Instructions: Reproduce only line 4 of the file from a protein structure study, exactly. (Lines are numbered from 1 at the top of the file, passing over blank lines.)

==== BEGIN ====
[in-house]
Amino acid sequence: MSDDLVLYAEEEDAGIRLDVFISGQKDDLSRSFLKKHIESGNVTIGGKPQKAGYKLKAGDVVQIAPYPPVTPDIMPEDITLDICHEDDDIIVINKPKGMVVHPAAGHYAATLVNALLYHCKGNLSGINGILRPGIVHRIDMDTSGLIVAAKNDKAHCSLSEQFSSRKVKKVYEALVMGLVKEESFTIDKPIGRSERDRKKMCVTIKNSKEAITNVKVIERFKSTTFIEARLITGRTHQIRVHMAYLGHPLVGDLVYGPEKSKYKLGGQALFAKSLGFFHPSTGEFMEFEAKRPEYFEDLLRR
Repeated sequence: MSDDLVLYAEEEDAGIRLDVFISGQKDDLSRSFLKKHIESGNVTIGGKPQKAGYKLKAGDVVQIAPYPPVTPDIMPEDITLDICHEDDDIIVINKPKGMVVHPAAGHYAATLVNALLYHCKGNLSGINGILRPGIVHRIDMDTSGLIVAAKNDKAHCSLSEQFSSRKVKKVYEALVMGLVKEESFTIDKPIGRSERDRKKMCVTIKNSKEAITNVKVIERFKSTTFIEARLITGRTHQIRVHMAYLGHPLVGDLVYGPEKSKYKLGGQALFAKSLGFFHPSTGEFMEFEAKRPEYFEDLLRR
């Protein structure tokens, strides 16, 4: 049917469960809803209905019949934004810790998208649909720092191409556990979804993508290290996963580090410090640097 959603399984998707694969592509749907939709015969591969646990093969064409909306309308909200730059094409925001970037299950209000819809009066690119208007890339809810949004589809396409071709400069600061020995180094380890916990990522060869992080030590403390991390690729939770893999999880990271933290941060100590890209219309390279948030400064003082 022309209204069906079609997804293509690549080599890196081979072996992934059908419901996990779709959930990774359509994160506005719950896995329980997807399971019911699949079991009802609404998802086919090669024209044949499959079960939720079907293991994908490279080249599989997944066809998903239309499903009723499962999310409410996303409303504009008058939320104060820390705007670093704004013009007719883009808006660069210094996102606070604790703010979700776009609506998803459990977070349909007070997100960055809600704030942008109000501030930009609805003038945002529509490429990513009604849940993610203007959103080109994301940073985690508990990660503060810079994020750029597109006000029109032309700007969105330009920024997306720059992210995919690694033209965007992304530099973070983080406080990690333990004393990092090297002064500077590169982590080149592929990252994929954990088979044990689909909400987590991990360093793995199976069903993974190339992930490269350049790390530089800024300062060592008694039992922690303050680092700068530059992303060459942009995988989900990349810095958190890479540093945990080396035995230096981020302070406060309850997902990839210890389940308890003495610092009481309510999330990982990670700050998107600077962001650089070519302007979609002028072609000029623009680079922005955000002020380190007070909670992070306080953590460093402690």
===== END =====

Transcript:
């Protein structure tokens, strides 16, 4: 049917469960809803209905019949934004810790998208649909720092191409556990979804993508290290996963580090410090640097 959603399984998707694969592509749907939709015969591969646990093969064409909306309308909200730059094409925001970037299950209000819809009066690119208007890339809810949004589809396409071709400069600061020995180094380890916990990522060869992080030590403390991390690729939770893999999880990271933290941060100590890209219309390279948030400064003082 022309209204069906079609997804293509690549080599890196081979072996992934059908419901996990779709959930990774359509994160506005719950896995329980997807399971019911699949079991009802609404998802086919090669024209044949499959079960939720079907293991994908490279080249599989997944066809998903239309499903009723499962999310409410996303409303504009008058939320104060820390705007670093704004013009007719883009808006660069210094996102606070604790703010979700776009609506998803459990977070349909007070997100960055809600704030942008109000501030930009609805003038945002529509490429990513009604849940993610203007959103080109994301940073985690508990990660503060810079994020750029597109006000029109032309700007969105330009920024997306720059992210995919690694033209965007992304530099973070983080406080990690333990004393990092090297002064500077590169982590080149592929990252994929954990088979044990689909909400987590991990360093793995199976069903993974190339992930490269350049790390530089800024300062060592008694039992922690303050680092700068530059992303060459942009995988989900990349810095958190890479540093945990080396035995230096981020302070406060309850997902990839210890389940308890003495610092009481309510999330990982990670700050998107600077962001650089070519302007979609002028072609000029623009680079922005955000002020380190007070909670992070306080953590460093402690």